The comments on my post yesterday about Glenn Greenwald were interesting, and seemed to indicate a bit of confusion between different matters. So here's a quick lexicon of relevant terms:
Manslaughter: the unintended killing of a person. In all systems of law I've ever heard of, manslaughter is less serious than murder, even though the consequence for the victim is the same: death.
Murder. The intentional taking of an innocent life. It's the intention that makes the difference, not the result. In Right to Exist: A Moral Defense of Israel's Wars I pointed out that the Sixth of the Ten Commandments is not "thou shall not kill", as often mistranslated, but rather "thou shall not murder". Judaism recognizes that killing sometimes happens, such as in self defense or in war.
Self defense. Protecting oneself may sometimes include killing. When evaluating the act, it's not the result - the death of a person - which is important, it's the intention. Of the attacker. The court or the police may decide that killing the aggressor was justified by the intention of the (dead) aggressor.
War. This is the most common way for people to kill large numbers of other people. The mere fact of being at war tells very little about morality, since some wars avert worse things, such as genocide, others promote genocide, and many wars happen for complicated reasons which do not immediately lend themselves to moral deliberation. I have written about this at greater length here.
Terrorism. Initially, this wasn't a moral category at all. It was a tactic of random murder, intended to terrorize a society into changing its behavior in a significant manner, contrary to its will, perpetrated by an otherwise small or weak group. The phenomenon first appeared in the 19th century. Then a double twist occurred.
The first was in the 1980s. At the time the most famous terrorist group was the PLO (alongside the IRA). Lots of people were reluctant to use such a pejorative word to describe Arabs killing Jews: The Arabs had oil, they were supported by the Soviets and thus also by Western Useful Idiots, the Jews were, well, Jews. So the term was dropped, replaced by the term 'militants'. So cynical was this ploy that for years the international news of the BBC called the PLO militants, while the local news of the same BBC called the IRA terrorists. (I'm not making this up). The English language lost the word to describe the people who had once been militants, but this seemed a worthy price to pay for political correctness.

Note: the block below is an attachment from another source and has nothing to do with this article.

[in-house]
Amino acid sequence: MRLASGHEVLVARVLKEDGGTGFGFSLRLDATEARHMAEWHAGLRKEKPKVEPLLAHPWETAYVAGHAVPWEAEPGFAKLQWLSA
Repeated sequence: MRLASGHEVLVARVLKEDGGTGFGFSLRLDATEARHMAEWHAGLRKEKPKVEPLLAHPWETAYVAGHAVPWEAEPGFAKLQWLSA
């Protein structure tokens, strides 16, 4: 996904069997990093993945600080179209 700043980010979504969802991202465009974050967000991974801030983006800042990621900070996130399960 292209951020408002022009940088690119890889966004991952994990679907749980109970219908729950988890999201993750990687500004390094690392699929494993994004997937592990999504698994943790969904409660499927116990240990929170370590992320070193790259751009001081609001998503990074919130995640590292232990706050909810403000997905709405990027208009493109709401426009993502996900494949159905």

Then, after 9/11, suddenly there was an urgent need for a clearly pejorative word to describe the perpetrators of random murder committed by a small group with the intention of terrorizing an entire society. At the time I remember watching the agonizing, but it didn't take long for the American media to go back to the obvious word, 'terrorist'. Once the terrorists began exploding bombs on European trains, the word was accepted worldwide. (Interestingly, this was happening parallel to a steep decrease in Palestinian terrorism, forced by the IDF and the security barrier, so the dilemma of using the word for everyone except the Jews was blunted).
Yet there was a problem: lots of people didn't like the ensuing wars, nor the regrettable fact that Western troops were now killing Muslim civilians. So they started applying the terrorist word to them, too. There was no need, of course, since armies killing civilians as a result of the messiness of war were never previously called terrorists. Armies aren't small groups; the Western ones were not randomly killing innocents so as to terrorize them. It would have been better to use a different term, one that would do what language is supposed to do, namely describe reality with useful preciseness. But preciseness was the last thing the wielders of the term were seeking; their goal was to bludgeon the political discourse in their ideological direction.
And so we've come full circle and kept on going. Not only is the word terrorism back in vogue, it's now applied with a gusto to anyone who kills non-combatants, unless they're Islamists killing Muslims, in which case they're called insurgents. (And the Palestinians are still militants).
Glenn Greenwald's argument demonstrates how radical this is. Back in 1976, when Michael Walzer published his seminal Just And Unjust Wars: A Moral Argument With Historical Illustrations, a book still widely cited, he included a discussion of intentionally killing non-combatants in a non-belligerent country. The Allies had reason to believe the Germans were developing nuclear weapons, and at one point had to decide to sink a Norwegian ship which might have been transporting heavy water but was certainly carrying regular Norwegian civilians; the Norwegians, remember, were notionally on the Allies' side. Yet the danger of a Nazi nuclear bomb was so great it was decided to sacrifice random innocent Norwegians to prevent it. The fact that by the time Walzer wrote his book it was long since clear that there had in fact been no Nazi nuclear program to be thwarted was irrelevant, since the decision makers couldn't have known that and had reasonable reason to believe the opposite. After he works through the matter as philosophers do, Walzer justifies the decision.
Greenwald, facing a lesser case where someone killed an Iranian nuclear scientist without scratching any innocents at all, calls it terrorism.